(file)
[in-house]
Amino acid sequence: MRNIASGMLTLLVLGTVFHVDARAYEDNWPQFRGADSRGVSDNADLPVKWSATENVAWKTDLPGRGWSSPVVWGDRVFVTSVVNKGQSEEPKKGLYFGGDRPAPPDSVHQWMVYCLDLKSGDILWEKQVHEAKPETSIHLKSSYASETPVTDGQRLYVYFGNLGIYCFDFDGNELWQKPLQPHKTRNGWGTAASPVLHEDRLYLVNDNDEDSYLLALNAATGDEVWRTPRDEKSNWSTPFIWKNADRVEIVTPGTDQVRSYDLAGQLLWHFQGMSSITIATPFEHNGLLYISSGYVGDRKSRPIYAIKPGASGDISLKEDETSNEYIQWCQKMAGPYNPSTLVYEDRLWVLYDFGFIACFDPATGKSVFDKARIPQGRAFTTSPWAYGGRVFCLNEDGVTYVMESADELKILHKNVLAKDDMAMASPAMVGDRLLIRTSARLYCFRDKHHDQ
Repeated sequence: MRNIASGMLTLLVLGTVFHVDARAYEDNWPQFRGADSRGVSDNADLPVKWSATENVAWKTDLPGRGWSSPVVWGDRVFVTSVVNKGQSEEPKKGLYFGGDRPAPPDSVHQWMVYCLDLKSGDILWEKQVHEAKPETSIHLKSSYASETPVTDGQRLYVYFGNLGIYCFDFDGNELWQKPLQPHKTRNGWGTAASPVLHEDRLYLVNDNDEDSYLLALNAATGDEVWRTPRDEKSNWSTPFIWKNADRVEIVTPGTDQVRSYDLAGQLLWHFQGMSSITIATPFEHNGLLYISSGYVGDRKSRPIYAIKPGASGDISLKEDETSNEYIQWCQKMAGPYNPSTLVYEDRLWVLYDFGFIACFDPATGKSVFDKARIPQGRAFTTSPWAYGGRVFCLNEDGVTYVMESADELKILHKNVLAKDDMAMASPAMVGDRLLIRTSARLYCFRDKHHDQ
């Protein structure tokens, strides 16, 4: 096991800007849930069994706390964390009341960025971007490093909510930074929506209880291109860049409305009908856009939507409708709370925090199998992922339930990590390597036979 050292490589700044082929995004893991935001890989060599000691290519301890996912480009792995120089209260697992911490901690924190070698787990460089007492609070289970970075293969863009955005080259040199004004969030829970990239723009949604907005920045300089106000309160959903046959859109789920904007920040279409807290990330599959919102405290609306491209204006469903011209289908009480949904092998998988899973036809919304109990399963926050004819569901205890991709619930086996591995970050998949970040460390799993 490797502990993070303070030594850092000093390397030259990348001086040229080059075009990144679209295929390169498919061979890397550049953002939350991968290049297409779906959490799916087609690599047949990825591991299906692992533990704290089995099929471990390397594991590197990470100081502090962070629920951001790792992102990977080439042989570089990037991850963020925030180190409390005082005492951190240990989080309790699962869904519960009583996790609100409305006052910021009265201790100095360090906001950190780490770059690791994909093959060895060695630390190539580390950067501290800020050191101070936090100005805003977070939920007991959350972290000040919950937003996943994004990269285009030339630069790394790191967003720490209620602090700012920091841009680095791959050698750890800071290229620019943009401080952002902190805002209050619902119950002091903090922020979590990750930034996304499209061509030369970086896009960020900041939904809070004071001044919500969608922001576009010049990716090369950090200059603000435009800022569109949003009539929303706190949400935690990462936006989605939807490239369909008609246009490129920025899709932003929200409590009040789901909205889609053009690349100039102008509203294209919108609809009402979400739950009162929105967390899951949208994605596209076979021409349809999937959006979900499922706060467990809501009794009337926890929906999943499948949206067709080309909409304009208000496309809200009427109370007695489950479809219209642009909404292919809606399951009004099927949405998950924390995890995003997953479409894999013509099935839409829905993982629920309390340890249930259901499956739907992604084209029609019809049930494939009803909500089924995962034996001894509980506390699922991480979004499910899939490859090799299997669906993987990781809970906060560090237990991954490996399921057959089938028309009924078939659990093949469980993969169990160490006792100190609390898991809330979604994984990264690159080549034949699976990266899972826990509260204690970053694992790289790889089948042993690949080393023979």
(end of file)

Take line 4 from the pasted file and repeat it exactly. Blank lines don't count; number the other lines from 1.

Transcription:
């Protein structure tokens, strides 16, 4: 096991800007849930069994706390964390009341960025971007490093909510930074929506209880291109860049409305009908856009939507409708709370925090199998992922339930990590390597036979 050292490589700044082929995004893991935001890989060599000691290519301890996912480009792995120089209260697992911490901690924190070698787990460089007492609070289970970075293969863009955005080259040199004004969030829970990239723009949604907005920045300089106000309160959903046959859109789920904007920040279409807290990330599959919102405290609306491209204006469903011209289908009480949904092998998988899973036809919304109990399963926050004819569901205890991709619930086996591995970050998949970040460390799993 490797502990993070303070030594850092000093390397030259990348001086040229080059075009990144679209295929390169498919061979890397550049953002939350991968290049297409779906959490799916087609690599047949990825591991299906692992533990704290089995099929471990390397594991590197990470100081502090962070629920951001790792992102990977080439042989570089990037991850963020925030180190409390005082005492951190240990989080309790699962869904519960009583996790609100409305006052910021009265201790100095360090906001950190780490770059690791994909093959060895060695630390190539580390950067501290800020050191101070936090100005805003977070939920007991959350972290000040919950937003996943994004990269285009030339630069790394790191967003720490209620602090700012920091841009680095791959050698750890800071290229620019943009401080952002902190805002209050619902119950002091903090922020979590990750930034996304499209061509030369970086896009960020900041939904809070004071001044919500969608922001576009010049990716090369950090200059603000435009800022569109949003009539929303706190949400935690990462936006989605939807490239369909008609246009490129920025899709932003929200409590009040789901909205889609053009690349100039102008509203294209919108609809009402979400739950009162929105967390899951949208994605596209076979021409349809999937959006979900499922706060467990809501009794009337926890929906999943499948949206067709080309909409304009208000496309809200009427109370007695489950479809219209642009909404292919809606399951009004099927949405998950924390995890995003997953479409894999013509099935839409829905993982629920309390340890249930259901499956739907992604084209029609019809049930494939009803909500089924995962034996001894509980506390699922991480979004499910899939490859090799299997669906993987990781809970906060560090237990991954490996399921057959089938028309009924078939659990093949469980993969169990160490006792100190609390898991809330979604994984990264690159080549034949699976990266899972826990509260204690970053694992790289790889089948042993690949080393023979």